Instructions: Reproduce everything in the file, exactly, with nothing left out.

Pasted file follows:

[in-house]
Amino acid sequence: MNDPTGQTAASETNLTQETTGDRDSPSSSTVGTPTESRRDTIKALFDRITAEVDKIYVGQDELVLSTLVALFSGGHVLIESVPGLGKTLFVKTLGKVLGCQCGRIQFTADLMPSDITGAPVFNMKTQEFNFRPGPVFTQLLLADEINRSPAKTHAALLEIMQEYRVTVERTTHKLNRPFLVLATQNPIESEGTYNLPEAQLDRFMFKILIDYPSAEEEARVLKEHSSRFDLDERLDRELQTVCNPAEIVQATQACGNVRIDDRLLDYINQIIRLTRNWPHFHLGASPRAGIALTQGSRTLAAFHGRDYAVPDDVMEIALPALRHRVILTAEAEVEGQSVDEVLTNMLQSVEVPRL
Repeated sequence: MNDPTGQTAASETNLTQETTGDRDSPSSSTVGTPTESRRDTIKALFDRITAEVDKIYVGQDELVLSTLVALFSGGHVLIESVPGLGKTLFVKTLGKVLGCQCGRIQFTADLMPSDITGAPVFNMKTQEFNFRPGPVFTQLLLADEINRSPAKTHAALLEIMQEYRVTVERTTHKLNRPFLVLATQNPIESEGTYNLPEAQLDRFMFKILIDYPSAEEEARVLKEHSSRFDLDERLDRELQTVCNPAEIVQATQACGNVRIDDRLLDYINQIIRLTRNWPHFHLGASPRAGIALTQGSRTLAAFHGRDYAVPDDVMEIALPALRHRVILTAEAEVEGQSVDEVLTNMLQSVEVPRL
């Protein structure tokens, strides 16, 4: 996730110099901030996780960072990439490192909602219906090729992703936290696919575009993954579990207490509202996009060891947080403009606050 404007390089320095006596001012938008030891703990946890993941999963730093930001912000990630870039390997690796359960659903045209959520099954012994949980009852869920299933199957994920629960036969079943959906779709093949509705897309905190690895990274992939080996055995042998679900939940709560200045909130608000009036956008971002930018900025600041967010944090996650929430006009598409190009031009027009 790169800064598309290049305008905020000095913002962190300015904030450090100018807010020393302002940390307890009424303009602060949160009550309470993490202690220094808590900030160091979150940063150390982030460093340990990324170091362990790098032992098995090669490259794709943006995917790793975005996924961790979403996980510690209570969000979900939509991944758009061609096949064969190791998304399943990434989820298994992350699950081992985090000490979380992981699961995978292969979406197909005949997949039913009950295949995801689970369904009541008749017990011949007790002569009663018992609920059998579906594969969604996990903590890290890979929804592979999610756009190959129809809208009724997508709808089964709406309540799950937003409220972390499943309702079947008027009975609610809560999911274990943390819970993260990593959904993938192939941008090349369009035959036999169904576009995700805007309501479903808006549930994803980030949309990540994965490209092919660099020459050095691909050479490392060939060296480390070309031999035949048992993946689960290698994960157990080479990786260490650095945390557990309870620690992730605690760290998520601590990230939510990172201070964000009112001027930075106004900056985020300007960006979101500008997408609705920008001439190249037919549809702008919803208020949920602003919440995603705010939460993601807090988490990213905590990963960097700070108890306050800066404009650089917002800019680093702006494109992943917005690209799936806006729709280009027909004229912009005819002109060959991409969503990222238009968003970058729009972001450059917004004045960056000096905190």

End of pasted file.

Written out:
[in-house]
Amino acid sequence: MNDPTGQTAASETNLTQETTGDRDSPSSSTVGTPTESRRDTIKALFDRITAEVDKIYVGQDELVLSTLVALFSGGHVLIESVPGLGKTLFVKTLGKVLGCQCGRIQFTADLMPSDITGAPVFNMKTQEFNFRPGPVFTQLLLADEINRSPAKTHAALLEIMQEYRVTVERTTHKLNRPFLVLATQNPIESEGTYNLPEAQLDRFMFKILIDYPSAEEEARVLKEHSSRFDLDERLDRELQTVCNPAEIVQATQACGNVRIDDRLLDYINQIIRLTRNWPHFHLGASPRAGIALTQGSRTLAAFHGRDYAVPDDVMEIALPALRHRVILTAEAEVEGQSVDEVLTNMLQSVEVPRL
Repeated sequence: MNDPTGQTAASETNLTQETTGDRDSPSSSTVGTPTESRRDTIKALFDRITAEVDKIYVGQDELVLSTLVALFSGGHVLIESVPGLGKTLFVKTLGKVLGCQCGRIQFTADLMPSDITGAPVFNMKTQEFNFRPGPVFTQLLLADEINRSPAKTHAALLEIMQEYRVTVERTTHKLNRPFLVLATQNPIESEGTYNLPEAQLDRFMFKILIDYPSAEEEARVLKEHSSRFDLDERLDRELQTVCNPAEIVQATQACGNVRIDDRLLDYINQIIRLTRNWPHFHLGASPRAGIALTQGSRTLAAFHGRDYAVPDDVMEIALPALRHRVILTAEAEVEGQSVDEVLTNMLQSVEVPRL
């Protein structure tokens, strides 16, 4: 996730110099901030996780960072990439490192909602219906090729992703936290696919575009993954579990207490509202996009060891947080403009606050 404007390089320095006596001012938008030891703990946890993941999963730093930001912000990630870039390997690796359960659903045209959520099954012994949980009852869920299933199957994920629960036969079943959906779709093949509705897309905190690895990274992939080996055995042998679900939940709560200045909130608000009036956008971002930018900025600041967010944090996650929430006009598409190009031009027009 790169800064598309290049305008905020000095913002962190300015904030450090100018807010020393302002940390307890009424303009602060949160009550309470993490202690220094808590900030160091979150940063150390982030460093340990990324170091362990790098032992098995090669490259794709943006995917790793975005996924961790979403996980510690209570969000979900939509991944758009061609096949064969190791998304399943990434989820298994992350699950081992985090000490979380992981699961995978292969979406197909005949997949039913009950295949995801689970369904009541008749017990011949007790002569009663018992609920059998579906594969969604996990903590890290890979929804592979999610756009190959129809809208009724997508709808089964709406309540799950937003409220972390499943309702079947008027009975609610809560999911274990943390819970993260990593959904993938192939941008090349369009035959036999169904576009995700805007309501479903808006549930994803980030949309990540994965490209092919660099020459050095691909050479490392060939060296480390070309031999035949048992993946689960290698994960157990080479990786260490650095945390557990309870620690992730605690760290998520601590990230939510990172201070964000009112001027930075106004900056985020300007960006979101500008997408609705920008001439190249037919549809702008919803208020949920602003919440995603705010939460993601807090988490990213905590990963960097700070108890306050800066404009650089917002800019680093702006494109992943917005690209799936806006729709280009027909004229912009005819002109060959991409969503990222238009968003970058729009972001450059917004004045960056000096905190």